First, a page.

According to National Geographic, baby diamondback rattlesnakes can sometimes be more dangerous than adults as they exhibit less control over the poison they inject. The younger rattlesnakes are about 1 foot in length, writes Ducksters. They are born in groups of about seven to 15 and are poisonous immediately after birth, but they cannot rattle yet. Any bite by a baby diamondback rattlesnake warrants immediate medical attention.
As Kidzone explains, baby rattlesnakes possess what is called a "pre-button" at birth. When the baby rattlesnake sheds its skin for the first time in its life, a new button, or rattle, develops. With every subsequent shedding, an additional rattle develops. Keratin, the material that makes scales and fingernails, is present in the snake’s buttons. When segments of the rattles hit each other, the snake makes a sound.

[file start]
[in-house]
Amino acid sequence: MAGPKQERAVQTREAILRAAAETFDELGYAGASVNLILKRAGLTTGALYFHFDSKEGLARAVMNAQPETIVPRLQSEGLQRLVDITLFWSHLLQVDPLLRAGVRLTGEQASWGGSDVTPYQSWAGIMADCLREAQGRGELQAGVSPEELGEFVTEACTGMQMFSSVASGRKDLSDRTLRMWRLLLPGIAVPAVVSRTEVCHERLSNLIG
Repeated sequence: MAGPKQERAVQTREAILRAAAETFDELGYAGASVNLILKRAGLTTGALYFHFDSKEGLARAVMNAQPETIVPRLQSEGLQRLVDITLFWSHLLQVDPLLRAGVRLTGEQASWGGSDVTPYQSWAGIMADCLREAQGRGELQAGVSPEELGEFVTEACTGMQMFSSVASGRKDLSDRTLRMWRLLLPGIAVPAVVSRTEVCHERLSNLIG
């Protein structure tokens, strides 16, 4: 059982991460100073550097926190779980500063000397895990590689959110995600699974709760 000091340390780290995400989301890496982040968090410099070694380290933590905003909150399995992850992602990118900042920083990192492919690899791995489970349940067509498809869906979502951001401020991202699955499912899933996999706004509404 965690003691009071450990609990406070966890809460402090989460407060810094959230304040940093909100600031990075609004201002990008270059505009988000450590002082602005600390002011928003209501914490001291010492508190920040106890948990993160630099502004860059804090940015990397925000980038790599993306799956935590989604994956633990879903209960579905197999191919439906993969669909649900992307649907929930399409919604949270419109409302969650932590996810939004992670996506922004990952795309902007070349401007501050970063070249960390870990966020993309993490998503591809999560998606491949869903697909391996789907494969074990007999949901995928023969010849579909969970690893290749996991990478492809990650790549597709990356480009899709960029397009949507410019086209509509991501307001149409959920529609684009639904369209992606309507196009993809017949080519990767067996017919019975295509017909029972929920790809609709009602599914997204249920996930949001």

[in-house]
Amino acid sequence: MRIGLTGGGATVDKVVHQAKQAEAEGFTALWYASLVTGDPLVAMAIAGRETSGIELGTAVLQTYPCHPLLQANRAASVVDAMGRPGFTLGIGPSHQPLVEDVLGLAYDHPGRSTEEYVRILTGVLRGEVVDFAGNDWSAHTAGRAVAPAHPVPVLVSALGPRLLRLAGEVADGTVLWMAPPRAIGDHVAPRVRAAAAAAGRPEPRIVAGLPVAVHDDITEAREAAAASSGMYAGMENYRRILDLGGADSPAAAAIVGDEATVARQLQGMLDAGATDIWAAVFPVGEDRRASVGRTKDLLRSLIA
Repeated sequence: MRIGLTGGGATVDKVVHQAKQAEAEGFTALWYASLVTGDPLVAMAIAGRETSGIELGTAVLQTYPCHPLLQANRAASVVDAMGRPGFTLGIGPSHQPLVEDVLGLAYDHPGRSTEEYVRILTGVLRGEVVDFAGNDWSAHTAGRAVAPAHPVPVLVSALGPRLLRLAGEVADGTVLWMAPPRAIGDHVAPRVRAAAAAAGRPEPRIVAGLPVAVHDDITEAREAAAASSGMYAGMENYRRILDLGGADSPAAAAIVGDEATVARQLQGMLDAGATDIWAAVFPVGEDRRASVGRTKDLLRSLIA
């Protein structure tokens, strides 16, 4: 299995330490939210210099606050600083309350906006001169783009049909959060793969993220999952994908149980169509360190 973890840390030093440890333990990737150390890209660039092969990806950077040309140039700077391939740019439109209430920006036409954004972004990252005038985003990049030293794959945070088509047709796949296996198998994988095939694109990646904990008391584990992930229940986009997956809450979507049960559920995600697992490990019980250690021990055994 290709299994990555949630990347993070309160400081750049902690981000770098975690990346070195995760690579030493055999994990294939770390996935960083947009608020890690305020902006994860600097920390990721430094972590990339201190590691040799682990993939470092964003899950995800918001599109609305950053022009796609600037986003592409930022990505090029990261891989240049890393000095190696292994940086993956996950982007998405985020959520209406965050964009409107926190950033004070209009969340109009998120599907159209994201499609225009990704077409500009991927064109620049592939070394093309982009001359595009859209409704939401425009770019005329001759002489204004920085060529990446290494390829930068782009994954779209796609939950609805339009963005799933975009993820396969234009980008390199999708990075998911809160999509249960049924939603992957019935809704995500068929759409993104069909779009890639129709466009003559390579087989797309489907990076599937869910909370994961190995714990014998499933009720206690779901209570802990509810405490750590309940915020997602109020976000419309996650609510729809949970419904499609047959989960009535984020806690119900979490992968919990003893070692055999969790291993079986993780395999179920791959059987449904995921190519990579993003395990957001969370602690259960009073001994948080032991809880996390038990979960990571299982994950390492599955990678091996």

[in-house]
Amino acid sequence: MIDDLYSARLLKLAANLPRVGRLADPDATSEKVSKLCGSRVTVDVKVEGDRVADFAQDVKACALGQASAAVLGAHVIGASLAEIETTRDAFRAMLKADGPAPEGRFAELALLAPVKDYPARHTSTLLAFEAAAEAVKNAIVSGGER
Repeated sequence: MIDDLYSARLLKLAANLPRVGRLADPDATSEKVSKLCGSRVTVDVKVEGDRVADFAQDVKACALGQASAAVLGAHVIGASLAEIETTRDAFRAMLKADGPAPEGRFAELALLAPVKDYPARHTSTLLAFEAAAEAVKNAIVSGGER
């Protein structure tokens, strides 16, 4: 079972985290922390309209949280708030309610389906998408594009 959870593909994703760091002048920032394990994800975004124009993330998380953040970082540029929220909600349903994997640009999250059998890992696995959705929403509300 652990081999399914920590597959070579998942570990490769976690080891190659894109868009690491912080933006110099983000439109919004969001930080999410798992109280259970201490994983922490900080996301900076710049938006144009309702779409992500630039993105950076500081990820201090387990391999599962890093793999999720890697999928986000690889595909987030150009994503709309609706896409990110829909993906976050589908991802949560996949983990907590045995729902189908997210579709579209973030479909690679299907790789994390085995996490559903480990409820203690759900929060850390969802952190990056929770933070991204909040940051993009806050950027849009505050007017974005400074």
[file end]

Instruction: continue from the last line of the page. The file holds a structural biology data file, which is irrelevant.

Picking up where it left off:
Generally, rattlesnakes go back to their mothers' dens every winter, Ducksters explains. Future generations of rattlesnakes may use the same den for years. The species constitute good swimmers and may not always rattle before biting. As National Geographic states, the diamondback rattlesnake may be aggressive, but it rarely attacks humans. The eastern diamondback variety is the largest poisonous snake in North America.